In a recent paper, Lamkass, Wampold, and Hoffart (2018) challenge a number of the assumptions of the above mentioned systems constructed to evaluate response to therapy. That article examined the various types of error that occurs when using ROMs or PROMs for that matter. The authors affirm that ROMs (and PROMs) are inherently necessary. We assert that that error can be reduced and measures can be improved when clinicians consider wider purposes.
What do Patient Reported Outcomes Monitoring Systems really measure and for what purposes?
The following is a brief peer reviewed description of what PROM Systems really measure and the potential purposes.
Developing systems that improve quality that can be define as reducing the “burden of disease/symptom status” improving functioning—physical and social, and enhancing well-being are important goals for all of healthcare, and thus of ROM. Mental health however has distance itself from the healthcare field by not adopting medial fields approach identified as Patient Reported Outcomes (PRO) based on Patient Reported Outcome Measures (PROMs). The focus of PRO is to provide information regarding how the patient experiences the treatment, quantifying the patients rating of symptoms, functioning, well-being, quality of life.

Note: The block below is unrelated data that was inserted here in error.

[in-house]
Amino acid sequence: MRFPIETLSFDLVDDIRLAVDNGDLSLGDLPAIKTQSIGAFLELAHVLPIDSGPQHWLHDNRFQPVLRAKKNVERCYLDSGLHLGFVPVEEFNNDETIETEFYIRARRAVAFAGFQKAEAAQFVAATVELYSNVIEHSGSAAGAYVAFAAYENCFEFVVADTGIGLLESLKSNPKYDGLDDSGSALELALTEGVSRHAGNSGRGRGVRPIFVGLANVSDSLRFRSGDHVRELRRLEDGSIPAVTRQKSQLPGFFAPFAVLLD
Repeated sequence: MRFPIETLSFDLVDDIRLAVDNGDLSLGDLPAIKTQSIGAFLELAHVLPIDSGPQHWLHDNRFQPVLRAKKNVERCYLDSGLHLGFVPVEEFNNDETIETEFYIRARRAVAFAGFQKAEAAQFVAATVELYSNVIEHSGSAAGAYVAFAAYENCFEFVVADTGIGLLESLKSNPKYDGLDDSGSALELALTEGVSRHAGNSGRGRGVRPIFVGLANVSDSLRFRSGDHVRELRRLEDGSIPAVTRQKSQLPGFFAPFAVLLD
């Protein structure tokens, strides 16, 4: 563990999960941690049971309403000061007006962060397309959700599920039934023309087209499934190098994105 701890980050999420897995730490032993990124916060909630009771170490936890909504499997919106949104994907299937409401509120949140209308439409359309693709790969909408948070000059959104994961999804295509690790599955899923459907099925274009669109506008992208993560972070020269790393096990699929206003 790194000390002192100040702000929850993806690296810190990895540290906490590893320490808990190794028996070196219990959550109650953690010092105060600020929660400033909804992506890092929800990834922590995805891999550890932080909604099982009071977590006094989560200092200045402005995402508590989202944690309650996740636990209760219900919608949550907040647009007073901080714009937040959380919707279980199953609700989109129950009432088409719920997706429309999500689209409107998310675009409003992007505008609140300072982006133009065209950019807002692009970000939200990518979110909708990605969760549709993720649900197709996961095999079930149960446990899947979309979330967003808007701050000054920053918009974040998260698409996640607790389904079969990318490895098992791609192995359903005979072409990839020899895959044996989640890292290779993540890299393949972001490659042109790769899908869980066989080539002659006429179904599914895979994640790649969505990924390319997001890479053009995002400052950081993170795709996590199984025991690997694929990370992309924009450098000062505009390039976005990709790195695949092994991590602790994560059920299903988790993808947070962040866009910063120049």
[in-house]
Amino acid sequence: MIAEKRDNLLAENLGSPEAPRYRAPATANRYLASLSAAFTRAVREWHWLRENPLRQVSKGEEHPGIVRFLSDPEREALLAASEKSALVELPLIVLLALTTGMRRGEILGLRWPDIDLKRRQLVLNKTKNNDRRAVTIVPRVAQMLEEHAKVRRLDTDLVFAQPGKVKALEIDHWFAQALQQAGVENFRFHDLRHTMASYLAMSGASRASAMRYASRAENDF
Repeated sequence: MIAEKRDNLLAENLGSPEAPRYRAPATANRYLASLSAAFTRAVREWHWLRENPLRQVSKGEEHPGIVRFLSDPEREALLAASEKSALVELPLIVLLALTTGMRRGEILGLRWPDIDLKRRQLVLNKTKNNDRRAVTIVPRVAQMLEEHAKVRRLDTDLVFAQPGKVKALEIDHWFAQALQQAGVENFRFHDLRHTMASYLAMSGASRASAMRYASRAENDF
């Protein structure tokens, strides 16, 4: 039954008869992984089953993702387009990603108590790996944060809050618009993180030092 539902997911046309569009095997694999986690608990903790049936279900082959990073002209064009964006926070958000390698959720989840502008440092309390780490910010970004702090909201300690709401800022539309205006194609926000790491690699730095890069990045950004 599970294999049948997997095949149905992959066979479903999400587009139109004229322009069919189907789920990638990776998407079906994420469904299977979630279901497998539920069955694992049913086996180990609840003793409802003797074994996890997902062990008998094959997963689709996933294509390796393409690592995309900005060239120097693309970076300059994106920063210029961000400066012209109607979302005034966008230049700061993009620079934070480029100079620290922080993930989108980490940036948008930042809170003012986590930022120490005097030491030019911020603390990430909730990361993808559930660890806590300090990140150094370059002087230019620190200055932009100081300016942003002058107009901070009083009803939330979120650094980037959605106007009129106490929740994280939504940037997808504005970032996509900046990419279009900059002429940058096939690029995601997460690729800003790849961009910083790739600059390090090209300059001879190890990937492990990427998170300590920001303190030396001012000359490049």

ROM & PROM purposes
PROMs elicit from the patient information to inform treatment approach; a medication side-effect may be such that the person stops taking the medication. For example, a medication leads to sexual impotence and the person prefers the anxious feelings over the impotence. PROMs can inform the clinician about this development that leads to a decision about treatment alternatives. It is important to not get “caught up” in the statistical traps of the MH ROMs but to address the importance of standardized feedback on the patient’s experience and response to treatment. The clinician uses this information to build the therapeutic alliance with the patient regarding treatment approach and the expected course of treatment.
Behavioral health executives and Healthplans know that therapists who do not have full schedules often see patients up to 7 times longer than patients are seen by therapists who have full schedules; this applies to patients with the same diagnosis and severity. ROM data has been used to bench mark this pattern in the Oregon Health Plan; county mental health measurements can be used compare county therapists with those private practice.